There’s a lot to love about the iPhone 5, including a larger screen and a new operating system with some 200 additional features. But many who stood in line and plunked down big bucks for Apple’s cutting-edge gadget may be more interested in having the features than using them.
Once the novelty wears off, will those consumers still enjoy their purchase?
It depends on why they bought the phone, says Joseph K. Goodman, an assistant professor of marketing at Olin Business School at Washington University in St. Louis. In several studies, Goodman found that consumers fail to accurately estimate their feature usage rate before buying products with multiple functions, which dampens enthusiasm for the product.
Consumers focus on having features rather than assessing how often they will use them, which can lead to a drop in satisfaction with the purchase, Goodman says.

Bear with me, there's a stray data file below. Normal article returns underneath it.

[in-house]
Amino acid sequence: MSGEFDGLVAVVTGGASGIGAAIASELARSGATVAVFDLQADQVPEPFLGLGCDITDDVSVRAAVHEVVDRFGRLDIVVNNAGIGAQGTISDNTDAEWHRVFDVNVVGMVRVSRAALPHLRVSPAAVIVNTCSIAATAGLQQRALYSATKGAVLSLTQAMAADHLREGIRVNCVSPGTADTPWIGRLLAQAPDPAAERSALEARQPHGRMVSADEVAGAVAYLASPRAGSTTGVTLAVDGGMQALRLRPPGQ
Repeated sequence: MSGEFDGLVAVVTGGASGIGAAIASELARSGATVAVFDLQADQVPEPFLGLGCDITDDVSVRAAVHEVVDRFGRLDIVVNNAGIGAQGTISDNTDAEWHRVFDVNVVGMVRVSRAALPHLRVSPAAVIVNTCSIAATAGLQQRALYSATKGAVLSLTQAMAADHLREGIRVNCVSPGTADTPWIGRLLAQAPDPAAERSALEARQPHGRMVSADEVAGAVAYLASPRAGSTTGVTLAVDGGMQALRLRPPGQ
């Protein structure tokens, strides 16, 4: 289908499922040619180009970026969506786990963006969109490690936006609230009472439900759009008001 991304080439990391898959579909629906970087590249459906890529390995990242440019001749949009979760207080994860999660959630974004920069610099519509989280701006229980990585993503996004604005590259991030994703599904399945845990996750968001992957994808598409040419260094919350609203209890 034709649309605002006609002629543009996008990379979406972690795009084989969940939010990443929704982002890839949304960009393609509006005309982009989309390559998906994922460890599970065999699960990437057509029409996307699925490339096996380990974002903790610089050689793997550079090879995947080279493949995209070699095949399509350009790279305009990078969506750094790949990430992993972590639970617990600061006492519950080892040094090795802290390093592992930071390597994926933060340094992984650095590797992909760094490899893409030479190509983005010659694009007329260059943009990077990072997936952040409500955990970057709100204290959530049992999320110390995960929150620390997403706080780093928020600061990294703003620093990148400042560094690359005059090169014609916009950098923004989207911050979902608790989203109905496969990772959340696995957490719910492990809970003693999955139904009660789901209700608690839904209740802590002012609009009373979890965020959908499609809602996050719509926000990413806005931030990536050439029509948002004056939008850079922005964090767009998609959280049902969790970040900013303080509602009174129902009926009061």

“Consumers focus too much on just having the latest features, and don’t spend time elaborating on how often they will use the features,” Goodman says. “When they do actually elaborate on usage, then they tend to buy lower featured products and they tend to be more satisfied with their purchase, regardless of whether they buy a high or low feature product.”
The study’s findings don’t tell people what to buy, but how to make purchase decisions, Goodman explains. “Consumers should at least stop and consider how often they are going to use each new additional feature before they make their decision,” he notes.
The study, “Having Versus Consuming: Failure to Estimate Usage Frequency Makes Consumers Prefer Multi-feature Products,” is forthcoming in the Journal of Marketing Research.